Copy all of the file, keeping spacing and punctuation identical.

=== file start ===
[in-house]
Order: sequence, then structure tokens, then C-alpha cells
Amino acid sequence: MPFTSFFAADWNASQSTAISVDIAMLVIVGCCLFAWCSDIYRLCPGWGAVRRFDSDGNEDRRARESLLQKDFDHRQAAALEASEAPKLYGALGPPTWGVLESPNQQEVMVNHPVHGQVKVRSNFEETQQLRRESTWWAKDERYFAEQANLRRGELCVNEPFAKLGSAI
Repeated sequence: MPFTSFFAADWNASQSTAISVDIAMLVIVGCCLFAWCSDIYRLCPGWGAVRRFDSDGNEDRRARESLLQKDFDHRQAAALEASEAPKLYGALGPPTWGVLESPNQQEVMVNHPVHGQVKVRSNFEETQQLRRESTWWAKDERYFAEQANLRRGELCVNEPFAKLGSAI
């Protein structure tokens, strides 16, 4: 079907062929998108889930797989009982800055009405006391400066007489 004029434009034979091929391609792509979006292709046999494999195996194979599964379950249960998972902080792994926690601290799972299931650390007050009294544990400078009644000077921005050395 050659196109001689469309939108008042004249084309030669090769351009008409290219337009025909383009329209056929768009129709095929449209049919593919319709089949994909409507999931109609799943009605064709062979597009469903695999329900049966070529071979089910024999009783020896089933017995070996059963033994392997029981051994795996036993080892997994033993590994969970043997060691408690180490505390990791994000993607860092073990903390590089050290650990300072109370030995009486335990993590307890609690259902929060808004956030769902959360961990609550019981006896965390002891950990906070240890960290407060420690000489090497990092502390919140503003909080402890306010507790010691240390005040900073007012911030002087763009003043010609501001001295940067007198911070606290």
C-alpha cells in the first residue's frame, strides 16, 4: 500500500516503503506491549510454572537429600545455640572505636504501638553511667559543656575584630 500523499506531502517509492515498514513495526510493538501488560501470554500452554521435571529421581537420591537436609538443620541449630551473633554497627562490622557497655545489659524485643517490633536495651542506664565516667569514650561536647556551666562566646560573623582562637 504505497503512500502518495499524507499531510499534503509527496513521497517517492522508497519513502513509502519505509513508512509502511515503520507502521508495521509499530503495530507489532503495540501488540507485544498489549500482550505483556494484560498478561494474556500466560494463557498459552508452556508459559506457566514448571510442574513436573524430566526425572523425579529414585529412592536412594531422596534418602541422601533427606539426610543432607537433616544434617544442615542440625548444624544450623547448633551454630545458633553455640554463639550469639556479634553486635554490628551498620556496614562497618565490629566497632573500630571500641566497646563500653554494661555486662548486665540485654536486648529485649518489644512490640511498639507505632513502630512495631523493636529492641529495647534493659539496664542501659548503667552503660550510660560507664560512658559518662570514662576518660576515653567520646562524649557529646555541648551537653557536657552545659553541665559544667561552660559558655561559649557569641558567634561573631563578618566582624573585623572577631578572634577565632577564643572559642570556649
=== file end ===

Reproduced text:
[in-house]
Order: sequence, then structure tokens, then C-alpha cells
Amino acid sequence: MPFTSFFAADWNASQSTAISVDIAMLVIVGCCLFAWCSDIYRLCPGWGAVRRFDSDGNEDRRARESLLQKDFDHRQAAALEASEAPKLYGALGPPTWGVLESPNQQEVMVNHPVHGQVKVRSNFEETQQLRRESTWWAKDERYFAEQANLRRGELCVNEPFAKLGSAI
Repeated sequence: MPFTSFFAADWNASQSTAISVDIAMLVIVGCCLFAWCSDIYRLCPGWGAVRRFDSDGNEDRRARESLLQKDFDHRQAAALEASEAPKLYGALGPPTWGVLESPNQQEVMVNHPVHGQVKVRSNFEETQQLRRESTWWAKDERYFAEQANLRRGELCVNEPFAKLGSAI
């Protein structure tokens, strides 16, 4: 079907062929998108889930797989009982800055009405006391400066007489 004029434009034979091929391609792509979006292709046999494999195996194979599964379950249960998972902080792994926690601290799972299931650390007050009294544990400078009644000077921005050395 050659196109001689469309939108008042004249084309030669090769351009008409290219337009025909383009329209056929768009129709095929449209049919593919319709089949994909409507999931109609799943009605064709062979597009469903695999329900049966070529071979089910024999009783020896089933017995070996059963033994392997029981051994795996036993080892997994033993590994969970043997060691408690180490505390990791994000993607860092073990903390590089050290650990300072109370030995009486335990993590307890609690259902929060808004956030769902959360961990609550019981006896965390002891950990906070240890960290407060420690000489090497990092502390919140503003909080402890306010507790010691240390005040900073007012911030002087763009003043010609501001001295940067007198911070606290």
C-alpha cells in the first residue's frame, strides 16, 4: 500500500516503503506491549510454572537429600545455640572505636504501638553511667559543656575584630 500523499506531502517509492515498514513495526510493538501488560501470554500452554521435571529421581537420591537436609538443620541449630551473633554497627562490622557497655545489659524485643517490633536495651542506664565516667569514650561536647556551666562566646560573623582562637 504505497503512500502518495499524507499531510499534503509527496513521497517517492522508497519513502513509502519505509513508512509502511515503520507502521508495521509499530503495530507489532503495540501488540507485544498489549500482550505483556494484560498478561494474556500466560494463557498459552508452556508459559506457566514448571510442574513436573524430566526425572523425579529414585529412592536412594531422596534418602541422601533427606539426610543432607537433616544434617544442615542440625548444624544450623547448633551454630545458633553455640554463639550469639556479634553486635554490628551498620556496614562497618565490629566497632573500630571500641566497646563500653554494661555486662548486665540485654536486648529485649518489644512490640511498639507505632513502630512495631523493636529492641529495647534493659539496664542501659548503667552503660550510660560507664560512658559518662570514662576518660576515653567520646562524649557529646555541648551537653557536657552545659553541665559544667561552660559558655561559649557569641558567634561573631563578618566582624573585623572577631578572634577565632577564643572559642570556649